Critical Play: Bluffing

For this critical play, I chose to analyze Fakin It by Jackbox Games. Fakin It is included in the Jackbox Party Pack 3 and can be downloaded through Steam. It is a bluffing, or social deception game. Based on the questions that they ask and the fact that lying is integral to the game, the target audience seems to be ages 14+. 

Formal Elements

3-6 players are needed to play  and each player needs a mobile device. Players should sit in a way so that they cannot see each other’s phone screens. 

The game consists of 3-4 rounds. Each round has 1-3 sub-rounds. At the beginning of each round, one player is randomly selected by the game to be the faker. Also, the type of answer to be given for that entire round is chosen by the group as either pointing, holding up a number of fingers, raising their hand, making a face, or a text prompt (in the final round). Each sub-round, all the players are given a prompt on their screen, except the faker. The faker is told to “blend in.” After a countdown from 3, all the players give their answer simultaneously. Then, they vote for who they think the faker is. A unanimous vote is needed to find the faker. If found, the round ends. If not, the next sub-round begins. At the end of the round, points are allocated to the faker based on how many sub-rounds they went unidentified as well as to any “sleuths” who correctly voted for the faker.

The objective of the game is to win the most points by avoiding detection as the faker or correctly voting for the faker. The outcome is zero-sum because only one player can win by earning the most points.

The Kinds of Fun

Fakin’ It supports two kinds of fun: challenge and fellowship.

Challenge comes from trying to deduce who is lying and trying to successfully lie to everyone else. If this obstacle can be overcome, points are gained. With each sub-round that passes, the obstacle can become more or less difficult. For example, if everyone unanimously votes for someone that is not the faker, the sleuths can narrow their search down by one, and it becomes more difficult for the faker to evade detection. If an unanimous decision is not made, it becomes easier for the faker to evade detection and harder for the sleuths to find them. Sleuths have 3 chances to overcome this obstacle each round.

Fellowship comes from the voting at the end of each sub-round. The group has an opportunity to discuss and work together to find who they think the faker is. While they cannot trust everyone, they do still need to cooperate.

Why does it work? How can it be improved?

I think Fakin’ It works because the prompts must all be can answered instantaneously. For example, at the end of the countdown, everyone raises their hand, points to someone, holds up their fingers, or makes a face at the same time. This prevents the faker from forming their answer based on everyone else’s.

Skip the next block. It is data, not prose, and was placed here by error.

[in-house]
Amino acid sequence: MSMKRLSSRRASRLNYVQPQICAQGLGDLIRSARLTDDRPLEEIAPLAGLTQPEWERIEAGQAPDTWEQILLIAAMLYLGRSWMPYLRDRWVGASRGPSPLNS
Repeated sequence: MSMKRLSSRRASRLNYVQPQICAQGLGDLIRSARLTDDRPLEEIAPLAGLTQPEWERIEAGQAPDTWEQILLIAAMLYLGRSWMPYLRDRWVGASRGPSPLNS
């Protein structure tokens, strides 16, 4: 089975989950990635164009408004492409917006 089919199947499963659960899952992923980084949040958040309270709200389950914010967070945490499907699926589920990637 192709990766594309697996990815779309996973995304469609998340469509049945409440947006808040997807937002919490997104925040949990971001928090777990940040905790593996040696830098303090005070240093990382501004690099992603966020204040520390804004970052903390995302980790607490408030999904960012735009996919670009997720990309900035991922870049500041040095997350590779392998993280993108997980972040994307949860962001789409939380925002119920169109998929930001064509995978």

I think that Fakin’ It could be improved by removing the faces category. When playing a faces round, I found it difficult to make a face while looking at everyone else’s. If I asked someone who happened to be the faker to make a face again, they could change their face to align with the prompt without my knowing. 

I also think Fakin’ It could be improved by including raising hands, pointing, and holding up fingers as a part of each round. For the faker, the raising a hand is easiest because they have a 50% change of giving an answer that they would have given had they known the prompt. With pointing, it is 1 out of however many people are playing, and for fingers it is 1/10. I would like Fakin’ It to start with hand raising each round and end with fingers so that the difficulty increases. It becomes unfair when a someone wins because they were the faker during a raising hands round.

How does it compare?

Fakin’ It is very similar to other social deception games. However, Fakin’ It is different from games like Werewolf in that sleuths are also individually awarded points even when the faker is not found by the group. Also, the faker changes each round, allowing most people an opportunity to deceive. Games like werewolf only last one round, and the winner is either the group or the werewolf. In Fakin’ It, only one person can win— the best sleuth and faker. For this reason, I think Fakin’ It is better. Werewolf can become quite boring if you are a villager who gets killed the first round.

How vulnerable do you need to get?

Fakin’ It works well when the people playing it are familiar with each other. It can be difficult to know when someone is lying if you just met. Also, depending on the prompts, you need to honestly answer embarrassing questions such as “How many times do you poop in a day?” The questions are not too personal, but they do require players to explain things like their poop schedule or who they would want to be stranded on a desert island with.

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